Please note how obscure the bishop is for the Introductory Rite. They use the  Anglican Options for this prior to the magnificent Kyrie and their English version of the Gloria which is very nice.

It is worth watching and could easily be done in our Ordinary Form with our current Roman Missal. It is a no-brainer, no?

Saturday, May 18, 2019


In the Dec. 11, 2000, issue of The New Yorker, the magazine’s revered literary critic James Wood began his review of the writings of J. F. Powers with a blunt question, “Does anyone, really, like priests?” I read that article a few months after my ordination to the priesthood. I found it hard to understand not only how an intelligent person could write a sentence like that, but how a prestigious magazine could print it.
It does not take too much creativity to imagine what the reaction might have been had The New Yorker’s literary critic written, “Does anyone, really, like imams?” Or “Does anyone, really, like rabbis?” Firestorms of denunciations would likely have followed. In the wake of the Sept. 11, 2001, attacks, we saw a flurry of thoughtful articles distinguishing Islam from the terrorists who committed the atrocities (and the clerics who encouraged them), with commentators correctly making judicious distinctions between the actions of a few and the morality of the many.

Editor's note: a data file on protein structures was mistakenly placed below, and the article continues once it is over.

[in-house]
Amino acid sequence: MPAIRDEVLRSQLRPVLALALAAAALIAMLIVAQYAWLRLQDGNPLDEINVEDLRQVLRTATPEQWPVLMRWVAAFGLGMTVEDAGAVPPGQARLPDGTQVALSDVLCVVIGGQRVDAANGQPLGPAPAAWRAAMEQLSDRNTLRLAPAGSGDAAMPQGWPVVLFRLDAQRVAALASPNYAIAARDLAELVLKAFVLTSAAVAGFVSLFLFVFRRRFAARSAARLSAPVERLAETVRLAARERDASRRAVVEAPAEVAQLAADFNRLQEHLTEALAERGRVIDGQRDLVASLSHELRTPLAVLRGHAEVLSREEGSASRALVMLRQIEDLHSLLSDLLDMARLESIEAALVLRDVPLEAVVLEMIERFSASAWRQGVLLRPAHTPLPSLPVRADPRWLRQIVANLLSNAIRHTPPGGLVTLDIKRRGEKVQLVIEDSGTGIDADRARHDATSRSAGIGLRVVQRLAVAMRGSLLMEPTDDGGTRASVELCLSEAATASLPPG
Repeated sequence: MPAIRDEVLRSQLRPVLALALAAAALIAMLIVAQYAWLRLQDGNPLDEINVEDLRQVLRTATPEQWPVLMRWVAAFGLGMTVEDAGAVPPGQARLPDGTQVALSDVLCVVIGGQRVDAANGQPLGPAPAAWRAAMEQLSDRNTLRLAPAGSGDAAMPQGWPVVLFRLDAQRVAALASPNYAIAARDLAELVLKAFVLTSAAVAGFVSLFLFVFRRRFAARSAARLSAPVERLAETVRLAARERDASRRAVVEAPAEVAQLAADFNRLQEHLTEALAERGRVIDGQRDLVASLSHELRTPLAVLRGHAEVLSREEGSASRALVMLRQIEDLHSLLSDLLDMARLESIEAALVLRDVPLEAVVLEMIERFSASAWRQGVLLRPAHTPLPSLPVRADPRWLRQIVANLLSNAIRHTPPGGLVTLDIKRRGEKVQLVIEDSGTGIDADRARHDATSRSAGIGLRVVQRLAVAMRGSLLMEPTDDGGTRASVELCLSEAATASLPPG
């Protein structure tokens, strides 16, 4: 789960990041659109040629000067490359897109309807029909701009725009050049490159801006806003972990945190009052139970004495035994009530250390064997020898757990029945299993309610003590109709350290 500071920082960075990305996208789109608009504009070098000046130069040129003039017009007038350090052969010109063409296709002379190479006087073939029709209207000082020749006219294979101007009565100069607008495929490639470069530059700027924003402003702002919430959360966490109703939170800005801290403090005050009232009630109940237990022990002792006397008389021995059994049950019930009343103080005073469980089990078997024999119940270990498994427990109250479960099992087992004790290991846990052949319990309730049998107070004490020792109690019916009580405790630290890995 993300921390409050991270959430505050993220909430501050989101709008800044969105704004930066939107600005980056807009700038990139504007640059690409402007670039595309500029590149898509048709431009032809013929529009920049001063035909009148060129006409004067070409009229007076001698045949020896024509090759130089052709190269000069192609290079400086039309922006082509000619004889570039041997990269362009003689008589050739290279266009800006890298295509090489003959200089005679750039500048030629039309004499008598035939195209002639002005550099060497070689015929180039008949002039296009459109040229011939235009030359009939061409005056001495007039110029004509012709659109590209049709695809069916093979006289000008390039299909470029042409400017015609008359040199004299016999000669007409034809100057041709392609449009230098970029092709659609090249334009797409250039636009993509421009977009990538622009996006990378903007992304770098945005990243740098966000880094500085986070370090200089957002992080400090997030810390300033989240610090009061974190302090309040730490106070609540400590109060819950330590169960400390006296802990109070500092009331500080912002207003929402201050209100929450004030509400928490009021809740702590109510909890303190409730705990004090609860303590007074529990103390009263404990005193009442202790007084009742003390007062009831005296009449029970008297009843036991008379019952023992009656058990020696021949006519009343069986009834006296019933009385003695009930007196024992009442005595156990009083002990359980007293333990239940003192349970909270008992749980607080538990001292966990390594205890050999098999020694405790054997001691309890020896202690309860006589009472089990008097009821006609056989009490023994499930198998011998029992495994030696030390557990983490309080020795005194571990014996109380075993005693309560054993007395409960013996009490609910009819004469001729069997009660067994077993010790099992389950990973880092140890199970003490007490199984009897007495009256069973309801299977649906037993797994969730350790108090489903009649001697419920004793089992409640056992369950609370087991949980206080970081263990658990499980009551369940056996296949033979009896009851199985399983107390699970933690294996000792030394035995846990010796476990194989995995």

But when it comes to priests, it is O.K. to hate them. Or at least wonder if anyone, really, likes them.
I thought of that article when I saw the cover of the latest edition of The Atlantic, which features a darkened photo of St. Patrick’s Cathedral above the headline, “Abolish the Priesthood.”
The cover was bad enough; the accompanying article, by James Carroll, was even more disappointing. If this is The Atlantic’s “deep dive” into the clergy abuse crisis, it represents something of a disservice to readers and the general public. Essentially, Mr. Carroll’s lengthy (and, admittedly, in some places careful) examination of the clergy abuse crisis can be boiled down to: It’s priests. He states his thesis with admirable concision at one point: “The very notion of priesthood is toxic.” Using the old dictum that what is easily asserted is easily denied, I would respond: “No, it is not.”